What age do kids start to get the idea of reading and write name?

(14 Posts)
ReallyTired Sun 28-Jul-13 22:13:44

The key to a child's success in school (and life!) is social skills, listening skills and concentration.

I think that when you have two children it makes you realise how much is down to pure nature rather than nuture. If my daughter has been born first I would had been unbarably smug. She has been developmentally advanced and hit all the baby milestones early.

My son's development was unusual. He was late walking, learning to talk, potty training and had no pen control at the start of reception. He was under the local child development centre from the age of 20 months until the end of year 1.

However my son has achieved good level 5s across the board in year 6. He over took many of these precocious girls tots in year 2. Some of these "gifted" toddlers were decidely average by year 6. In particular boys do take longer to mature developmentally than little girls.

Quangle Sun 28-Jul-13 21:56:18

Just so you know where another similar child is, DS is 3.11 and knows all his letters very thoroughly (hothouse nursery!) and is starting to sound out words so is reading Cat on the mat type sentences (painstakingly). But has absolutely no interest in anything other than scribbling. He could write his name at 3 but can still do no more than write his name (and it's barely legible). He has never really drawn anything - ever. Just has no interest. I'm not sure if it's a fine motor skills thing as he's fine at getting dressed and highly adept at eating! I think he's just not interested.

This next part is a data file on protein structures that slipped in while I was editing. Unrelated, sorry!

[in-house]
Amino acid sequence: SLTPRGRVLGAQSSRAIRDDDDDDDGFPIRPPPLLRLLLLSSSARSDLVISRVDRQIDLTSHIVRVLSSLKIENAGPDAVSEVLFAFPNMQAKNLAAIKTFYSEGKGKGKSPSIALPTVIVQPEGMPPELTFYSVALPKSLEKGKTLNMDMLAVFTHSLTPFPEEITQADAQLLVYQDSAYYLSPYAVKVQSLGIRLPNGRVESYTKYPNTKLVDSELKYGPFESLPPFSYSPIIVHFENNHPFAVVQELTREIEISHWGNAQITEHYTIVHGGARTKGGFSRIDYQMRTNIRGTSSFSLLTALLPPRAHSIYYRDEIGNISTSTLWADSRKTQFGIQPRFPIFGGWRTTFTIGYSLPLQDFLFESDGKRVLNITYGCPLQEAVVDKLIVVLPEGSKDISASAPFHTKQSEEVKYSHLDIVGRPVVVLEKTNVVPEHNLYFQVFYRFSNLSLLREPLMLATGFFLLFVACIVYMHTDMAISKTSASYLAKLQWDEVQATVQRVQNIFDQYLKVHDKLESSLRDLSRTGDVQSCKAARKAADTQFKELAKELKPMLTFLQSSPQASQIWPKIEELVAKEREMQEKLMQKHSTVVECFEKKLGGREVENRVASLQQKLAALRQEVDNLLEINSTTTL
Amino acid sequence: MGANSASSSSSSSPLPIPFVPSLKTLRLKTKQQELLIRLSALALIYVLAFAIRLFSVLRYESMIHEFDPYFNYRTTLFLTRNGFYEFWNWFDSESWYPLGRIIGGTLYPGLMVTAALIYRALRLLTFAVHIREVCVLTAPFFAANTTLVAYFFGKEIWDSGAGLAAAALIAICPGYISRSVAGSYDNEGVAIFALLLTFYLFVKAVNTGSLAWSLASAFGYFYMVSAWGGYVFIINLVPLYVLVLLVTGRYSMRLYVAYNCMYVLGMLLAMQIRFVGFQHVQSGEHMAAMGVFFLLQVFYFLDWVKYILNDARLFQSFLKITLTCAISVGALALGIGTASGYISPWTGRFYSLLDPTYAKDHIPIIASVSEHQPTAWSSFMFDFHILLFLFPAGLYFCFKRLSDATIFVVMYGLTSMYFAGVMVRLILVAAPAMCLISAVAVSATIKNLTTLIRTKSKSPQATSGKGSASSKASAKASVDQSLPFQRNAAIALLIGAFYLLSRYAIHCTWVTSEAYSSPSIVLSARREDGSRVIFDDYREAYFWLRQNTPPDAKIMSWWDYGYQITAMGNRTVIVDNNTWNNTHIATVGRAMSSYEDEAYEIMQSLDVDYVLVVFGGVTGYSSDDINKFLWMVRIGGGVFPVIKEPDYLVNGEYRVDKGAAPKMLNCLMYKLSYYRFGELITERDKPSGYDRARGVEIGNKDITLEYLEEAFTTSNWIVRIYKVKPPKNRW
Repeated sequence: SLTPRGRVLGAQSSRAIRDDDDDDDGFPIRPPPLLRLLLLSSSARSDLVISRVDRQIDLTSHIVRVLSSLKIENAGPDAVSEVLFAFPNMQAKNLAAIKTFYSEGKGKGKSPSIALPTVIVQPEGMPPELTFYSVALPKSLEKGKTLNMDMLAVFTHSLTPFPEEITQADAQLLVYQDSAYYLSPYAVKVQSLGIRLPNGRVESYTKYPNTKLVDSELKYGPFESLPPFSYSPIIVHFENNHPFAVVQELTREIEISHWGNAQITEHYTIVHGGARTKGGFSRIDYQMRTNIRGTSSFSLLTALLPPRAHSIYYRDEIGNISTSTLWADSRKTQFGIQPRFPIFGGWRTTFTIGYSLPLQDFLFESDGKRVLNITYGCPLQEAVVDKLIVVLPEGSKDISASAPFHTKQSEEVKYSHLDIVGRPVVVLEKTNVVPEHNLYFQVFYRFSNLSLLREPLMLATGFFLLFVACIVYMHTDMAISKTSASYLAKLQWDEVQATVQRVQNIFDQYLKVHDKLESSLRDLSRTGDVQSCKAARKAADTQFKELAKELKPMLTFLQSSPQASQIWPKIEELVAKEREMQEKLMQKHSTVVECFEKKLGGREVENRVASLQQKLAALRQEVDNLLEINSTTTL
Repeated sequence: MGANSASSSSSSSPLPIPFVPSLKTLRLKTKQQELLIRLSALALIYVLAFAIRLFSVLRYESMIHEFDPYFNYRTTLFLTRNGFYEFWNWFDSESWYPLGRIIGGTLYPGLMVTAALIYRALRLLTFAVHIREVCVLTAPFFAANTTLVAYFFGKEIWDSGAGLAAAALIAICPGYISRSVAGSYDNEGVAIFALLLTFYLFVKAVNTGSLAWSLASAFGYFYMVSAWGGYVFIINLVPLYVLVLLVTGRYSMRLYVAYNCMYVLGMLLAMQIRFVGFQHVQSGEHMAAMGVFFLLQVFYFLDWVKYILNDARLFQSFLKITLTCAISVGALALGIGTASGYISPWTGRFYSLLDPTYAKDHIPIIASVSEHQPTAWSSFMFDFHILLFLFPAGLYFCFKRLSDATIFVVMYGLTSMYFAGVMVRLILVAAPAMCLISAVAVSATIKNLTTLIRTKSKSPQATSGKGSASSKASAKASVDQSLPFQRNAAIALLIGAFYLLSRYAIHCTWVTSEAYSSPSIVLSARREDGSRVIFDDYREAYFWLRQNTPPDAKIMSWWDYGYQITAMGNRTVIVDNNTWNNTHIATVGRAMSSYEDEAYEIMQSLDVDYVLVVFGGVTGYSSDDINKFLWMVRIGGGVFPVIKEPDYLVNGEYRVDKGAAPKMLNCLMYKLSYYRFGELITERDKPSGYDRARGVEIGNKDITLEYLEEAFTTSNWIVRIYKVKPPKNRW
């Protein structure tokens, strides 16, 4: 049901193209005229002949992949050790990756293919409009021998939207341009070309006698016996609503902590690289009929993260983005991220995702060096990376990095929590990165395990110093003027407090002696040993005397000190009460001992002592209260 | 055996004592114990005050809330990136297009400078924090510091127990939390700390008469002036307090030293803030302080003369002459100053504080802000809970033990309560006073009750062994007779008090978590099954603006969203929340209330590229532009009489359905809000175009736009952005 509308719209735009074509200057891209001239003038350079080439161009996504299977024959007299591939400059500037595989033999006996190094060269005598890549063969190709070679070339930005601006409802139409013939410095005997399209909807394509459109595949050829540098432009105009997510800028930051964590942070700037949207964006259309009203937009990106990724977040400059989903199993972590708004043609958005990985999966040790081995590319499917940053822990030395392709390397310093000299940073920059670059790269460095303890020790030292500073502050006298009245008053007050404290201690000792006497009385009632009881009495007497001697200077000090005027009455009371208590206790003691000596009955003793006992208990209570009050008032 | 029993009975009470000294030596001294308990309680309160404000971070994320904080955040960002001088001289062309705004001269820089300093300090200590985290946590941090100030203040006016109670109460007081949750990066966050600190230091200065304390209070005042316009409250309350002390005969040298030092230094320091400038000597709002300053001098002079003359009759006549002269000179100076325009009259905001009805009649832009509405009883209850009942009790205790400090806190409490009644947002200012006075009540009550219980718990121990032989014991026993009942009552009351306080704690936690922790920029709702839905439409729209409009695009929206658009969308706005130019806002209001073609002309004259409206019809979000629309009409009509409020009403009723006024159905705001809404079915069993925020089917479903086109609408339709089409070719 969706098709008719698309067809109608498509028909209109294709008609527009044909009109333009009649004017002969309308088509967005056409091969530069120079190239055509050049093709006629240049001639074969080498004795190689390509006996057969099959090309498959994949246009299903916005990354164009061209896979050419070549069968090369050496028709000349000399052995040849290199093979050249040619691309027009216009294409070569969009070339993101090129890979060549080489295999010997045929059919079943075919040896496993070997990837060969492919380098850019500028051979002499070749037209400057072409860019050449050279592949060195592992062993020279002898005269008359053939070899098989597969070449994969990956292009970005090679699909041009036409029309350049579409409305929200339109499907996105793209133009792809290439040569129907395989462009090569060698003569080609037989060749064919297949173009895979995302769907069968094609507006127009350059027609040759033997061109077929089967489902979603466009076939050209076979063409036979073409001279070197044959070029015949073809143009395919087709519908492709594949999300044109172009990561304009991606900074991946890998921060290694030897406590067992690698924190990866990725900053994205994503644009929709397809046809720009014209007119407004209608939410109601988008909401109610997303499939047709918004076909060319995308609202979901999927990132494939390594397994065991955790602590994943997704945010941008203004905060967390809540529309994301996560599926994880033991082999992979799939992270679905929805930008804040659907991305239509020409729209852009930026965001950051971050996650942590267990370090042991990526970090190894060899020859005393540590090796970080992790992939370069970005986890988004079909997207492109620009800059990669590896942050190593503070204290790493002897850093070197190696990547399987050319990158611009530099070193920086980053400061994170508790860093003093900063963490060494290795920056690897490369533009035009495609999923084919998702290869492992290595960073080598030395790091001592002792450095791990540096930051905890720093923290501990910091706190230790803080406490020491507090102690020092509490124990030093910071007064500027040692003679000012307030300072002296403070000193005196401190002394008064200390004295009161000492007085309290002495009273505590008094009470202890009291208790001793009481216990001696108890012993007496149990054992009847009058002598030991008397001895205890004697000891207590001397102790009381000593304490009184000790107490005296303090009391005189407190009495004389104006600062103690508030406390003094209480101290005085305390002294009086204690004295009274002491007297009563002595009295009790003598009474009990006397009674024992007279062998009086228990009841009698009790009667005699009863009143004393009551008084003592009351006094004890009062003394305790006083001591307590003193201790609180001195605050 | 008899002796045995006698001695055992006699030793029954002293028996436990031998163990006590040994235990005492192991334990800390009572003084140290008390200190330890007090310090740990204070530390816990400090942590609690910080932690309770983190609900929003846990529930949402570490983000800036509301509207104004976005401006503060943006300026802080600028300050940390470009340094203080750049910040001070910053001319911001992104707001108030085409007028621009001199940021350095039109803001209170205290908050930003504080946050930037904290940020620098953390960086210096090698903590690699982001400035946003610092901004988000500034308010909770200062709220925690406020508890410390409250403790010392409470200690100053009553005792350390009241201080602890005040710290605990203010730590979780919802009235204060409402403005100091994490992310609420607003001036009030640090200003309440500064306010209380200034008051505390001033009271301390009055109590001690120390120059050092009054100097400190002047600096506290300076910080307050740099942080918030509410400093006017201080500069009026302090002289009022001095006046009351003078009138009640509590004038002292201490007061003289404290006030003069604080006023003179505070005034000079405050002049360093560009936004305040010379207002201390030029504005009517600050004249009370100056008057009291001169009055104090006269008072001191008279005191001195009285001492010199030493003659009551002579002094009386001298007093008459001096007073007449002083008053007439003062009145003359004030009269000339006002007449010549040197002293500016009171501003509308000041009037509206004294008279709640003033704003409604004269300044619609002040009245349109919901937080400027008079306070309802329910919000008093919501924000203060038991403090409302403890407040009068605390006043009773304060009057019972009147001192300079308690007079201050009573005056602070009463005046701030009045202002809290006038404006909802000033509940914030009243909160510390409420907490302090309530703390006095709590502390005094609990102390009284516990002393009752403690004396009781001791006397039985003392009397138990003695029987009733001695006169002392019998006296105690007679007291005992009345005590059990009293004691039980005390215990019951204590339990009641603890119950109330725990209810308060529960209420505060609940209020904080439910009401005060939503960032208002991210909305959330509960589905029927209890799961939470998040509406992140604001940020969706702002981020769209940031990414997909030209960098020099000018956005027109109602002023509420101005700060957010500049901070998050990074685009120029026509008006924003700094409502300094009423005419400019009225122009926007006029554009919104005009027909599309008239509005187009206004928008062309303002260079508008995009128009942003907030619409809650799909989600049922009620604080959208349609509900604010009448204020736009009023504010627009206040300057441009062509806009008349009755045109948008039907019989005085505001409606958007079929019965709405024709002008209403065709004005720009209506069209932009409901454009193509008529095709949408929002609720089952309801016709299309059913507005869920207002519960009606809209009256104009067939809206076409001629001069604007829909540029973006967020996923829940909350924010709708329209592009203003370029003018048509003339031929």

He does show very slightly more interest in the whiteboard/chalkboard we have at home than in pen and paper so that might be something to explore.

It sounds as though our boys are in very similar places. Overall, I don't think you have anything to worry about.

MultipleMama Sun 28-Jul-13 21:48:21

My son started writing his name around 3ish and was reading around 28 months.

My DD is 29 months and can write a few letters but mainly just scribbles and draws flowers... kinda. She can point out words on cards to read but nowhere near where my son was.

Every child develops differently, maybe like others suggested work on his gross and motor skills. He's interested so that's good news smile

TeWiSavesTheDay Sun 28-Jul-13 08:48:28

I would work on developing his motor skills in his arms, chest and hands - small fine things like creature suggested are great - also gross ones like monkey bars, climbing trees, climbing up the slide! Where he is weight bearing on his arms rather than legs are all great.

He certainly seems interested so I wouldn't be concerned that he is in any way behind.

Oblomov Sun 28-Jul-13 08:43:09

I'm not worried about ds2(4.9), who can write his name, numeracy is very good, but scribbles and shows no interest in reading or writing letters.
Nursery said fine motor games, but not to force him to sit down and do this summer, because he would be fine.
Was told to focus on the letters 's-a-t-p-i -n' , so will try and fine words in supermarket, satsuma a , apples etc, and leave it at that.
You worry with dc1. With dc2 you are far less bothered! smile

Bakingtins Sat 27-Jul-13 22:19:36

If you have iPad or iPhone the app Hairy Letters is brilliant for learning how to write the letters. We love Alphablocks on Cbeebies or iplayer for early blending of letters. Don't worry though, lots of kids start school unable to write their name, recognise letters, or as I found to my horror even realise that text conveys meaning (sad for the kids who were never read a story)

DeWe Sat 27-Jul-13 19:55:56

Depends on the child and whether they see it as interesting and a worthwhile thing to do.
Dd1 was reading early, but didn't start writing until she saw older ones doing it at preschool. Then she learnt pretty quickly.
Dd2 was determined to do what her big sister was doing, so was doing both at 2yo.